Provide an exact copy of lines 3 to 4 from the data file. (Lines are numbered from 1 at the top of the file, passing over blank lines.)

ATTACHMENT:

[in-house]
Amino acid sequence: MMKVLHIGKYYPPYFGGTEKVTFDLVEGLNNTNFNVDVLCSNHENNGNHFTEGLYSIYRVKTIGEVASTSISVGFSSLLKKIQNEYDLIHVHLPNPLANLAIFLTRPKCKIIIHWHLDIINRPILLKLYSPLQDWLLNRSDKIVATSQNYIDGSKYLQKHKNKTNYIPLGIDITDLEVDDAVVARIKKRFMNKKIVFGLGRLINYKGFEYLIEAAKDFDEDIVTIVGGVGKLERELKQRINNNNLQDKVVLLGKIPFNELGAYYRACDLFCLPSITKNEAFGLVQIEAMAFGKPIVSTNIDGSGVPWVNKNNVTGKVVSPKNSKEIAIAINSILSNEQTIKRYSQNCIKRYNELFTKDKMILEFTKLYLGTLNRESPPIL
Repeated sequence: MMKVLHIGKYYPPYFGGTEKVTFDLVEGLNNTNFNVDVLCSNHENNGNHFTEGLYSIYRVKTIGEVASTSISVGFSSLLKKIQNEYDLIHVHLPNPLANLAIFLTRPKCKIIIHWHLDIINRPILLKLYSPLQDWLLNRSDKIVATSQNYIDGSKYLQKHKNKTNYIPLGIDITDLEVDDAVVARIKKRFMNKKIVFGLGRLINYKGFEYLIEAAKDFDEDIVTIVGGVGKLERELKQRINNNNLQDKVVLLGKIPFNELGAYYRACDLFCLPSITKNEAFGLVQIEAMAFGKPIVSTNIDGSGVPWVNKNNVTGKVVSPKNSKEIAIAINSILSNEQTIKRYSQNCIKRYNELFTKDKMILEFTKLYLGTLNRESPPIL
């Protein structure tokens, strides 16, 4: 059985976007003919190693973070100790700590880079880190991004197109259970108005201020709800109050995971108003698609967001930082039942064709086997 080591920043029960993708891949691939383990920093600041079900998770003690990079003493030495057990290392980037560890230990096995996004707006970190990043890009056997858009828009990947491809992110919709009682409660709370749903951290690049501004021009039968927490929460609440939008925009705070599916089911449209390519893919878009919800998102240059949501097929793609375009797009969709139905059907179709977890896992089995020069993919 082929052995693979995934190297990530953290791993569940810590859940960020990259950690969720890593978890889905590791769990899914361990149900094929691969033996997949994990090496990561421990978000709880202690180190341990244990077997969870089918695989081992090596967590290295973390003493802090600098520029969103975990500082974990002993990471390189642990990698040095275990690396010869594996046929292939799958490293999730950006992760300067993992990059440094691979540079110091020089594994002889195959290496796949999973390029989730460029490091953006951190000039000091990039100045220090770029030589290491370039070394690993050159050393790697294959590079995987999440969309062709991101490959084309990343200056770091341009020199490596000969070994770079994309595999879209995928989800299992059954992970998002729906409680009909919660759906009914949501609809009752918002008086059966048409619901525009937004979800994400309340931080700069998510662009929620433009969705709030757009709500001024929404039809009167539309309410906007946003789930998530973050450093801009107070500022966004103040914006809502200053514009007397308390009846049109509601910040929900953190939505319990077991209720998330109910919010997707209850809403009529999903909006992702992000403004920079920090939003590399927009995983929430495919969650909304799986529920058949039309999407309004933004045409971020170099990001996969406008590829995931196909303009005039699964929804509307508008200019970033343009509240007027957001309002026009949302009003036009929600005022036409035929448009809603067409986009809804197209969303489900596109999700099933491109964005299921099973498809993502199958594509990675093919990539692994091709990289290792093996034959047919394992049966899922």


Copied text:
Repeated sequence: MMKVLHIGKYYPPYFGGTEKVTFDLVEGLNNTNFNVDVLCSNHENNGNHFTEGLYSIYRVKTIGEVASTSISVGFSSLLKKIQNEYDLIHVHLPNPLANLAIFLTRPKCKIIIHWHLDIINRPILLKLYSPLQDWLLNRSDKIVATSQNYIDGSKYLQKHKNKTNYIPLGIDITDLEVDDAVVARIKKRFMNKKIVFGLGRLINYKGFEYLIEAAKDFDEDIVTIVGGVGKLERELKQRINNNNLQDKVVLLGKIPFNELGAYYRACDLFCLPSITKNEAFGLVQIEAMAFGKPIVSTNIDGSGVPWVNKNNVTGKVVSPKNSKEIAIAINSILSNEQTIKRYSQNCIKRYNELFTKDKMILEFTKLYLGTLNRESPPIL
């Protein structure tokens, strides 16, 4: 059985976007003919190693973070100790700590880079880190991004197109259970108005201020709800109050995971108003698609967001930082039942064709086997 080591920043029960993708891949691939383990920093600041079900998770003690990079003493030495057990290392980037560890230990096995996004707006970190990043890009056997858009828009990947491809992110919709009682409660709370749903951290690049501004021009039968927490929460609440939008925009705070599916089911449209390519893919878009919800998102240059949501097929793609375009797009969709139905059907179709977890896992089995020069993919 082929052995693979995934190297990530953290791993569940810590859940960020990259950690969720890593978890889905590791769990899914361990149900094929691969033996997949994990090496990561421990978000709880202690180190341990244990077997969870089918695989081992090596967590290295973390003493802090600098520029969103975990500082974990002993990471390189642990990698040095275990690396010869594996046929292939799958490293999730950006992760300067993992990059440094691979540079110091020089594994002889195959290496796949999973390029989730460029490091953006951190000039000091990039100045220090770029030589290491370039070394690993050159050393790697294959590079995987999440969309062709991101490959084309990343200056770091341009020199490596000969070994770079994309595999879209995928989800299992059954992970998002729906409680009909919660759906009914949501609809009752918002008086059966048409619901525009937004979800994400309340931080700069998510662009929620433009969705709030757009709500001024929404039809009167539309309410906007946003789930998530973050450093801009107070500022966004103040914006809502200053514009007397308390009846049109509601910040929900953190939505319990077991209720998330109910919010997707209850809403009529999903909006992702992000403004920079920090939003590399927009995983929430495919969650909304799986529920058949039309999407309004933004045409971020170099990001996969406008590829995931196909303009005039699964929804509307508008200019970033343009509240007027957001309002026009949302009003036009929600005022036409035929448009809603067409986009809804197209969303489900596109999700099933491109964005299921099973498809993502199958594509990675093919990539692994091709990289290792093996034959047919394992049966899922």